Comcast is ushering in the launch of a 24-hour 3D channel by enlisting the help of Kings of Leon and the National Hockey League.
The cable provider said yesterday that starting at 3 p.m. PT on Sunday, its new Xfinity 3D channel will begin broadcasting. The channel will start with an airing of the 2011 Tim Hortons NHL Heritage Classic, pitting the Montreal Canadiens against the Calgary Flames outdoors at McMahon Stadium in Calgary. After the game is over, Comcast plans to broadcast a Kings of Leon concert from Hamburg, Germany.
From there, the channel will broadcast 3D programming 24 hours a day. Comcast said that it plans to show content ranging from "haunted castles" to documentaries on "the depths of the ocean."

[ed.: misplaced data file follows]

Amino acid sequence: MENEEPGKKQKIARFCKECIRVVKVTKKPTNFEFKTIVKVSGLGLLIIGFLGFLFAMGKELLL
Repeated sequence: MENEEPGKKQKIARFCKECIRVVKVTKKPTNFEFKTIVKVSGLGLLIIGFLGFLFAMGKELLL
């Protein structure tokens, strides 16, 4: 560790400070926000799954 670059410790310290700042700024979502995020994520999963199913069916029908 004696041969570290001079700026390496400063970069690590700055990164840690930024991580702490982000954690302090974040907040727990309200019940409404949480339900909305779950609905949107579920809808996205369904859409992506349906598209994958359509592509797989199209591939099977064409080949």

So far, few consumers in the U.S. are able to capitalize on Comcast's new channel. According to a Futuresource Consulting survey released in November, just 4 million 3DTVs were likely sold around the world in 2010. However, Futuresource expects that figure to jump to 8 million this year, with 5 million of those units sold to customers in the U.S. The research firm indicated that so far, "year-one adoption of 3DTV is running at a far quicker rate in most territories than it did for high-definition."
Although few people have 3D sets, Comcast said it has seen an uptick in viewers watching 3D content. The company reported yesterday that it has served over 1 million 3D video-on-demand streams.
But trouble remains in the 3D market.
A Deloitte study released in September found that 83 percent of consumers do not believe 3D is enough to make them want to buy a new television. Worst of all for vendors and 3D providers like Comcast, 31 percent of respondents said 3D does nothing to "enhance their entertainment experience."